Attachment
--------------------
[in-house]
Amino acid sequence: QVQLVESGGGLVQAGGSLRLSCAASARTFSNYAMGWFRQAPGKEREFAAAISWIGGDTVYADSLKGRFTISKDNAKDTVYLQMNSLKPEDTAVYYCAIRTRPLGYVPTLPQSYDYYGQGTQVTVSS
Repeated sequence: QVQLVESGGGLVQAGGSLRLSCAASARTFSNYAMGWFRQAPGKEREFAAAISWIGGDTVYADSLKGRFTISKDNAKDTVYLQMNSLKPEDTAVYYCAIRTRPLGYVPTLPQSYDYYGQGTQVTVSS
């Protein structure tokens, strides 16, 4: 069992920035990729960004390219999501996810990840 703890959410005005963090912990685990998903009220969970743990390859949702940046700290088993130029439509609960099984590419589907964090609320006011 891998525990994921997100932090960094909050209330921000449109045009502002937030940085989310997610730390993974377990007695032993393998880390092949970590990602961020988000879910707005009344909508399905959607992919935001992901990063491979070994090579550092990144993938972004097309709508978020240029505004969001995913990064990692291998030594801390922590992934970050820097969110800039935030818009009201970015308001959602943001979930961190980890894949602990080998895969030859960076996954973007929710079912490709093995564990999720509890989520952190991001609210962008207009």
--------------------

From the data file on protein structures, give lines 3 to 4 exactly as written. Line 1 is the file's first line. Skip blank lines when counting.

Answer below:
Repeated sequence: QVQLVESGGGLVQAGGSLRLSCAASARTFSNYAMGWFRQAPGKEREFAAAISWIGGDTVYADSLKGRFTISKDNAKDTVYLQMNSLKPEDTAVYYCAIRTRPLGYVPTLPQSYDYYGQGTQVTVSS
């Protein structure tokens, strides 16, 4: 069992920035990729960004390219999501996810990840 703890959410005005963090912990685990998903009220969970743990390859949702940046700290088993130029439509609960099984590419589907964090609320006011 891998525990994921997100932090960094909050209330921000449109045009502002937030940085989310997610730390993974377990007695032993393998880390092949970590990602961020988000879910707005009344909508399905959607992919935001992901990063491979070994090579550092990144993938972004097309709508978020240029505004969001995913990064990692291998030594801390922590992934970050820097969110800039935030818009009201970015308001959602943001979930961190980890894949602990080998895969030859960076996954973007929710079912490709093995564990999720509890989520952190991001609210962008207009």